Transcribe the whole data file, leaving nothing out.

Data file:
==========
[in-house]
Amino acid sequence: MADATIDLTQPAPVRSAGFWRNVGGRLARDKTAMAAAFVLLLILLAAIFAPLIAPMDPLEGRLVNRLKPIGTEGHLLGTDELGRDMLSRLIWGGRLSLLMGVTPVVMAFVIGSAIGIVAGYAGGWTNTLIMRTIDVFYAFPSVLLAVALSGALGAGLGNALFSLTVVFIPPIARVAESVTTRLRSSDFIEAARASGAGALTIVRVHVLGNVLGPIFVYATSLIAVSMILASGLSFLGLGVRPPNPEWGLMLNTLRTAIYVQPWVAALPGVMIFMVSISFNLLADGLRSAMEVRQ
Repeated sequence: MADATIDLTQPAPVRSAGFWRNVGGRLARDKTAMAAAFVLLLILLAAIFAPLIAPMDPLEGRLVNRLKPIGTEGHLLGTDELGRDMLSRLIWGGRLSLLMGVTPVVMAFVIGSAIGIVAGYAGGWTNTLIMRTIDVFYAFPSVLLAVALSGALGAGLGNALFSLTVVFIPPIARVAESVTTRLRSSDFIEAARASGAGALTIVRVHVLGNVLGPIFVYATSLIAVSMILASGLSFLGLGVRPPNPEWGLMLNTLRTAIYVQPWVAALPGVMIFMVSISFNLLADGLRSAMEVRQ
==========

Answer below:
[in-house]
Amino acid sequence: MADATIDLTQPAPVRSAGFWRNVGGRLARDKTAMAAAFVLLLILLAAIFAPLIAPMDPLEGRLVNRLKPIGTEGHLLGTDELGRDMLSRLIWGGRLSLLMGVTPVVMAFVIGSAIGIVAGYAGGWTNTLIMRTIDVFYAFPSVLLAVALSGALGAGLGNALFSLTVVFIPPIARVAESVTTRLRSSDFIEAARASGAGALTIVRVHVLGNVLGPIFVYATSLIAVSMILASGLSFLGLGVRPPNPEWGLMLNTLRTAIYVQPWVAALPGVMIFMVSISFNLLADGLRSAMEVRQ
Repeated sequence: MADATIDLTQPAPVRSAGFWRNVGGRLARDKTAMAAAFVLLLILLAAIFAPLIAPMDPLEGRLVNRLKPIGTEGHLLGTDELGRDMLSRLIWGGRLSLLMGVTPVVMAFVIGSAIGIVAGYAGGWTNTLIMRTIDVFYAFPSVLLAVALSGALGAGLGNALFSLTVVFIPPIARVAESVTTRLRSSDFIEAARASGAGALTIVRVHVLGNVLGPIFVYATSLIAVSMILASGLSFLGLGVRPPNPEWGLMLNTLRTAIYVQPWVAALPGVMIFMVSISFNLLADGLRSAMEVRQ